Deterring violence through news literacy in South Central Pennsylvania

Updates


Something unusual is happening in a cluster of South Central Pennsylvania counties: Despite today’s divisive climate, people from different ideological, racial and generational backgrounds are coming together to solve some of their community’s most pressing problems.

They’re doing it, partly, by becoming more news-literate.

Led by Urban Rural Action, a nonprofit dedicated to bringing people together across divides to address common challenges, a group of more than two dozen concerned community members will work collaboratively over the next 18 months to take action to deter targeted violence in their counties. Urban Rural Action calls the participants “Uniters.”  

As part of the program, the News Literacy Project will present a series of training events to help communities learn to identify credible news sources, spot misinformation and stop its spread. NLP will also work with local partners to host four training sessions through the spring for community members across Pennsylvania.  

The group kicked off its work in Gettysburg this winter and will continue meeting, learning and working with each other through August 2024.  Participants come from Adams, Franklin, Dauphin and York counties — areas that were selected because independent risk assessments suggest they are at high risk for acts of targeted violence. Participants were chosen through an application process to ensure a group of diverse viewpoints and experiences. 

What does news literacy have to do with preventing violence? Plenty, said Joe Bubman, the founder and executive director of Urban Rural Action. 

DeMario Phipps-Smith of the News Literacy Project speaks with two members of United Rural Action's "Uniters" program.

Bubman said a significant part of his organization’s work centers on promoting constructive dialogue among groups that don’t often interact. Getting those conversations started isn’t easy, with skeptical participants often asking, “How can you dialogue with those people when we can’t even agree on facts?” Bubman said.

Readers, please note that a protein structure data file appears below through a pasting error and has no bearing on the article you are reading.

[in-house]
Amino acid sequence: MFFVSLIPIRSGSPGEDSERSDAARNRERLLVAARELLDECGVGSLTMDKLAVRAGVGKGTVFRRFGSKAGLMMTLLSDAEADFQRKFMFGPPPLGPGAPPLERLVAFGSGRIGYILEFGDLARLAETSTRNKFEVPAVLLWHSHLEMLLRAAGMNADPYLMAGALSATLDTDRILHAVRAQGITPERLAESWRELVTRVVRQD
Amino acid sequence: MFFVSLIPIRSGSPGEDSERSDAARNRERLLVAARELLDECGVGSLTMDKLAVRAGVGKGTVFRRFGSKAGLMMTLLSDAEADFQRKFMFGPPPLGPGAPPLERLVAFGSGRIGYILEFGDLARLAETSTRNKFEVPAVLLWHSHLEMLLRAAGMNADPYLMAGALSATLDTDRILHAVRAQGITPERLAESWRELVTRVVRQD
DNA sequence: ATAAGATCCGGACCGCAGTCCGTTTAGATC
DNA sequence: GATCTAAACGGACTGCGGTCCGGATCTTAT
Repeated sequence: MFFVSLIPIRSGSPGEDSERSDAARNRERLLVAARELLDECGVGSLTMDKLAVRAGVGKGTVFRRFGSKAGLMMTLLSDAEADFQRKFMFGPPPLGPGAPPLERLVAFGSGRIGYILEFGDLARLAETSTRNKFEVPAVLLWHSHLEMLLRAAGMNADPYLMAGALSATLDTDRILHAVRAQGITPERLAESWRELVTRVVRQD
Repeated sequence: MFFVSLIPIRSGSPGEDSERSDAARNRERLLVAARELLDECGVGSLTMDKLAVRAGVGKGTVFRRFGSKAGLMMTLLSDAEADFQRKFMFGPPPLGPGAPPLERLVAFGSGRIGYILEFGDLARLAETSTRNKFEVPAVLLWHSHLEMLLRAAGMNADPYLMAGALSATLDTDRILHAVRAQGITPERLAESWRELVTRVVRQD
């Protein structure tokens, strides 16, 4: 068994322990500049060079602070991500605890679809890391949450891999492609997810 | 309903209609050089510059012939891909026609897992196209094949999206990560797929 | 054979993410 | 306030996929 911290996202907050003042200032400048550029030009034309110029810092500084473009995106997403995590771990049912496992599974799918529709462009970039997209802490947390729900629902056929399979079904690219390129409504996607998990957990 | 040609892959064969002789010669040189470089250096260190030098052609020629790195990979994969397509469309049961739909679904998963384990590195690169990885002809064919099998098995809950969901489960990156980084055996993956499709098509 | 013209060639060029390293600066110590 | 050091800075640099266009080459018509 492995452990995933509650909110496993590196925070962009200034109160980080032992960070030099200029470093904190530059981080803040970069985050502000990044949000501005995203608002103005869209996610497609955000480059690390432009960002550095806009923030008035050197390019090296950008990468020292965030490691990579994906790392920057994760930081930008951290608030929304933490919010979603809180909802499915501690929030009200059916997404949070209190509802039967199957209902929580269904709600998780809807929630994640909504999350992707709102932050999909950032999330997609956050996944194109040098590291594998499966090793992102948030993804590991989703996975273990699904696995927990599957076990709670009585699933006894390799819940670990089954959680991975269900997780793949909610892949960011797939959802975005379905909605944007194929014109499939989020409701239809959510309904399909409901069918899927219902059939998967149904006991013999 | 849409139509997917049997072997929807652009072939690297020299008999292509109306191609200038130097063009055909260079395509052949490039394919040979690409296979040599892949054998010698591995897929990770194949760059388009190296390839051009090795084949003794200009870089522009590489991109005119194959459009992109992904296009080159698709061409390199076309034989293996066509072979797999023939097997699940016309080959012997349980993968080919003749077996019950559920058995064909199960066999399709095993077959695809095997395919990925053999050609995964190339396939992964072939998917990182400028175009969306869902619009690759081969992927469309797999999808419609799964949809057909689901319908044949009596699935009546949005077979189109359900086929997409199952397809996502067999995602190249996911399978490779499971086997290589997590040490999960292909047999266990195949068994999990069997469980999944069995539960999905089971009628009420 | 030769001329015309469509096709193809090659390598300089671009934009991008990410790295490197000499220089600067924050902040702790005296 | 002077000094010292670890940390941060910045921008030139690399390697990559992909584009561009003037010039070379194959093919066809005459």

“We think that has to do with misinformation,” he added. “If you’re going to have more constructive conversations, it’s going to help if community members are better equipped with news literacy skills.” 

Kira Hamman, senior director of Urban Rural Action, added that consuming misinformation can be a risk factor that contributes to people carrying out acts of targeted violence. The group defines targeted violence as physical violence aimed at people or groups because of their perceived identity or affiliation; it is intended to intimidate, coerce or bring attention to the perpetrator’s grievance.  

So, on a recent Saturday afternoon, a group of about 30 people filed into a community center in Chambersburg, Pennsylvania, to learn how to be more news-literate and prevent the spread of misinformation. DeMario Phipps-Smith, NLP’s senior manager of community learning, explained to the group how to tell the difference between information meant to persuade versus inform. He gave tips for analyzing news for credibility, like looking for multiple sources quoted or cited in stories. Together, the group analyzed headlines and social media posts to spot biased language.  

DeMario Phipps-Smith speaking to the "Uniters" group.

Phipps-Smith said one of the biggest takeaways participants shared was the need to check their own biases, and many realized how easy it is to get trapped in information bubbles that reinforce existing beliefs.  

Despite the thorny issues tackled in previous sessions, Phipps-Smith said that the participants concluded that their conversations about misinformation had been the most charged.  

“They were like, ‘Maybe that’s a sign,’” he said. “I think it opened people’s eyes to the misinformation crisis and just how important it is to have conversations with people who think differently than you.” 

 

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